The Taste of Things Is Ravishing, Delectable, and Maybe Even a Little Radical
The Taste of Things begins with a nearly 40-minute sequence of one elaborate meal being prepared and consumed. We watch the root vegetables being pulled out of the earth, the fish gutted, the butter clarified, the meat seared, the steaming vats of sauces and stocks lifted and stirred and drained. The constant activity in the downstairs kitchen, all overseen by master cook Eugénie (Juliette Binoche), feeds the smoky, cozy hubbub of conversation upstairs among the master of the house, Dodin Bouffant (Benoît Magimel), and a small coterie of friends upstairs. What’s most remarkable about this meal, however, is how unremarkable it is within the flow of the film. It’s not a climactic scene or a narrative-advancing plot point. It is, quite simply, an exquisite meal with which to kick off this exquisite picture.
The French Vietnamese director, Tran Anh Hung, is contemporary cinema’s great poet of languor. Ever since his feature debut, The Scent of Green Papaya (1993), he has made films about those in-between moments that other directors would breeze past or studiously avoid — even though such moments are what really make up our lives. The Scent of Green Papaya was a whisper of a story fixated on mundane details, the kind of movie where someone trying on a pair of shoes occupied as much emotional space as a character dying; Hung found cinematic majesty in the murmur of ants on a patch of dirt, the pitter-patter of a frog on wet leaves, the drifting sounds of an elegant Saigon house in repose in the mid-20th century.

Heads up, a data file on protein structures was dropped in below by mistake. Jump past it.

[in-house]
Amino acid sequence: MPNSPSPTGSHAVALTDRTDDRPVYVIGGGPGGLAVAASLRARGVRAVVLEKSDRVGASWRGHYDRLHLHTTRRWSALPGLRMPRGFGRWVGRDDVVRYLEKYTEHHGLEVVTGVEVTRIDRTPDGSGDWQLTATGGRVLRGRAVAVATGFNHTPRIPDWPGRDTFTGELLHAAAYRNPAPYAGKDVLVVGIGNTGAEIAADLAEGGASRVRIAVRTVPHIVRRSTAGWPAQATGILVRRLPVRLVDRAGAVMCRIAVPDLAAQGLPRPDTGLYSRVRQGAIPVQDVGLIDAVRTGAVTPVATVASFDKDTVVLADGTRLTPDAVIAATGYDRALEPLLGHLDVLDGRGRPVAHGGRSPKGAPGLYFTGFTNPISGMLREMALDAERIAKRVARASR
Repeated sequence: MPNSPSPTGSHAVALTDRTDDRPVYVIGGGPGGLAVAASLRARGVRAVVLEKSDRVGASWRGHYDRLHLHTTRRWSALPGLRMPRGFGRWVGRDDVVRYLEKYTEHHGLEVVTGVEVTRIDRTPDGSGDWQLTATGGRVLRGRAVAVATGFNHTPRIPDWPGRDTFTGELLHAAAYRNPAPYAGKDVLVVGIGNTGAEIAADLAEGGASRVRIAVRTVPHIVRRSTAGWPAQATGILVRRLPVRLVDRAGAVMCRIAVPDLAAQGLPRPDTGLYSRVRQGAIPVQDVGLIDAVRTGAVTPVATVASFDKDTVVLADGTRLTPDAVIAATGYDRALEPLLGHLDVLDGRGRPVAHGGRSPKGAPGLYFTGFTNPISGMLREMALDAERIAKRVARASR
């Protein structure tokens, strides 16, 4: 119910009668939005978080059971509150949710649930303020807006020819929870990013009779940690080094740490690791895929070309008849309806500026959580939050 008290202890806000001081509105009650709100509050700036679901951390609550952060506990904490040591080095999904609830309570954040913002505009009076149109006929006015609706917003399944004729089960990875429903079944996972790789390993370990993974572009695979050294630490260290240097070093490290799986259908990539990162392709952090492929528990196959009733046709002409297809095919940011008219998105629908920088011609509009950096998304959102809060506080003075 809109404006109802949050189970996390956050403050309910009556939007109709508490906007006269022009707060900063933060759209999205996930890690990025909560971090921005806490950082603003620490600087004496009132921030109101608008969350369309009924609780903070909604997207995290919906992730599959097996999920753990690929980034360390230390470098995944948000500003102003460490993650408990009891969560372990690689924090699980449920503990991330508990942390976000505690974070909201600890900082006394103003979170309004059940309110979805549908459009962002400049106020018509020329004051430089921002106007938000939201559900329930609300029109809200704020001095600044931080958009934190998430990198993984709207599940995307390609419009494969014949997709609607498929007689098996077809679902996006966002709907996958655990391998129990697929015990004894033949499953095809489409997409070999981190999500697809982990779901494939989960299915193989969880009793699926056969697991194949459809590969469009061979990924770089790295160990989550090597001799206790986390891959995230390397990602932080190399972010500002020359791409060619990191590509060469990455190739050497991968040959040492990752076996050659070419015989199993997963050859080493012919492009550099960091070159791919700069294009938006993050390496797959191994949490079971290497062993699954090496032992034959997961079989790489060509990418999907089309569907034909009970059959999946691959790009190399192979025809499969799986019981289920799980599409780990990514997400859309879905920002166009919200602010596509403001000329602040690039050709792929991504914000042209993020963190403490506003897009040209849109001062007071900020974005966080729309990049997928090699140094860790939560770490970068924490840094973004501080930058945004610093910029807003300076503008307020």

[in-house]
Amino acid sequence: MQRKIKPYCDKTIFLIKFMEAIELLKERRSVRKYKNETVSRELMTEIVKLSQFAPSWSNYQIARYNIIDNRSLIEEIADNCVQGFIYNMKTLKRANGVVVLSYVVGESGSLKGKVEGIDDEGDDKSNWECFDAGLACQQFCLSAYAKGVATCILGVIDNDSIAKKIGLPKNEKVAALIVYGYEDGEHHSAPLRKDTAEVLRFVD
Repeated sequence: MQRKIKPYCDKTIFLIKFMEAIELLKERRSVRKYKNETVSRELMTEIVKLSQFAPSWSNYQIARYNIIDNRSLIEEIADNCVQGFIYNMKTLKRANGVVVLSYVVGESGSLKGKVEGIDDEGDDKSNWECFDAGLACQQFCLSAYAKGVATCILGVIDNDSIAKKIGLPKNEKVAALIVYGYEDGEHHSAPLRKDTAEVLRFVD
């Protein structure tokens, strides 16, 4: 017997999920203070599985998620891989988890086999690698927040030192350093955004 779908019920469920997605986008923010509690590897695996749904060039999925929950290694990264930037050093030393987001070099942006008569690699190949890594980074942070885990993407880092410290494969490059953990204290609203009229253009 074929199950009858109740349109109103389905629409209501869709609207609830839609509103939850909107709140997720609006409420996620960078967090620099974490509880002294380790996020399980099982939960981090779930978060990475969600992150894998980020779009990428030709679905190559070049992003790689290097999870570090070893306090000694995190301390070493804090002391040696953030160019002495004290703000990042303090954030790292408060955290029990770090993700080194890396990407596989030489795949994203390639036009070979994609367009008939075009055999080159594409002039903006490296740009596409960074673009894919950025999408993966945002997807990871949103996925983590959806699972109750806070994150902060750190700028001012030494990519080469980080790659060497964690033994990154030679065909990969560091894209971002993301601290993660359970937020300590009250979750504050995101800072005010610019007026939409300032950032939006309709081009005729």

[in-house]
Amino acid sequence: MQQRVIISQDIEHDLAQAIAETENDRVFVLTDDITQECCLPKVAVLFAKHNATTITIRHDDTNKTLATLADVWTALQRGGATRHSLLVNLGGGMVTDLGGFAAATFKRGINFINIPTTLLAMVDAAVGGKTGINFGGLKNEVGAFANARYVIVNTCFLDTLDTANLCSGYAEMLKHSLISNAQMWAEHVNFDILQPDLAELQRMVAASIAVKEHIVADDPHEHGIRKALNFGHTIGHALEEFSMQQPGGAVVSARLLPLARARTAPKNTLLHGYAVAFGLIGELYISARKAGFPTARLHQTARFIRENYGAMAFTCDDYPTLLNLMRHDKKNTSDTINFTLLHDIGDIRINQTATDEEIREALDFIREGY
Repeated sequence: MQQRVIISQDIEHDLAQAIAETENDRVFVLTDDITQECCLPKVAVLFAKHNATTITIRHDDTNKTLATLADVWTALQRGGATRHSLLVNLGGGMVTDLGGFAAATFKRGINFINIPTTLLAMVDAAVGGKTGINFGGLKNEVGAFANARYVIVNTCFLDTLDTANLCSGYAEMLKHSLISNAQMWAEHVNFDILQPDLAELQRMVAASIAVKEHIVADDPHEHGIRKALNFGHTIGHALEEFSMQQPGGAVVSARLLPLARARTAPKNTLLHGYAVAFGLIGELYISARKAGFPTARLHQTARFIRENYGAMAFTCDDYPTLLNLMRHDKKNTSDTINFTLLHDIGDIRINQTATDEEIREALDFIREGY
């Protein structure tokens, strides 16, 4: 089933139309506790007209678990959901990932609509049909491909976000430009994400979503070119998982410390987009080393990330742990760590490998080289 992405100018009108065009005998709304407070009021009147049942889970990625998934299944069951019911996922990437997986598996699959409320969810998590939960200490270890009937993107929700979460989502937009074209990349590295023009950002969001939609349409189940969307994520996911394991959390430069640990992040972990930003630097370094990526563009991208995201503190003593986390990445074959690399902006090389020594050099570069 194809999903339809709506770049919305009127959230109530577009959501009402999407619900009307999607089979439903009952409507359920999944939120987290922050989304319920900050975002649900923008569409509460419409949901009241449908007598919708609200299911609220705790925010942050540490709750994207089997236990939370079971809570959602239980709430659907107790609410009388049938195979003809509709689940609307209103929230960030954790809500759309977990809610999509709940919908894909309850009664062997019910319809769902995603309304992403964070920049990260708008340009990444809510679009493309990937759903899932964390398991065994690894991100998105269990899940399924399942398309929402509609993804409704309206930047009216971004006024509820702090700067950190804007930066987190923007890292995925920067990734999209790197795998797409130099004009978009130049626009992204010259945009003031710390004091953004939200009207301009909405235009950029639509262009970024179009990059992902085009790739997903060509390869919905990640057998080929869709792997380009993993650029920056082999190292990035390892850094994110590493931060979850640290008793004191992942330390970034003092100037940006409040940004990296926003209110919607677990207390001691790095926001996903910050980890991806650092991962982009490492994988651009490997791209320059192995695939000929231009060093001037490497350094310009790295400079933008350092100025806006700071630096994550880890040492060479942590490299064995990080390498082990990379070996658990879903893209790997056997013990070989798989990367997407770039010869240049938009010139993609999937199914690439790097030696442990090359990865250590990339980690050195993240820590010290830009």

In subsequent features, he has expanded his vision, particularly with 2000’s delicate multicharacter family drama The Vertical Ray of the Sun (his greatest film, and sadly one of his lesser-seen efforts) and 2016’s Eternity, which told a multigenerational story entirely through the experiences of the women, resulting in a work of bracingly unfamiliar narrative cadences. Along the way, he also made a strange Josh Hartnett vehicle, I Come With the Rain (2009), and a moving Haruki Murakami adaptation, Norwegian Wood (2010), which, true to form, shed any conventional narrative trappings to give us a fever dream of romantic entanglement.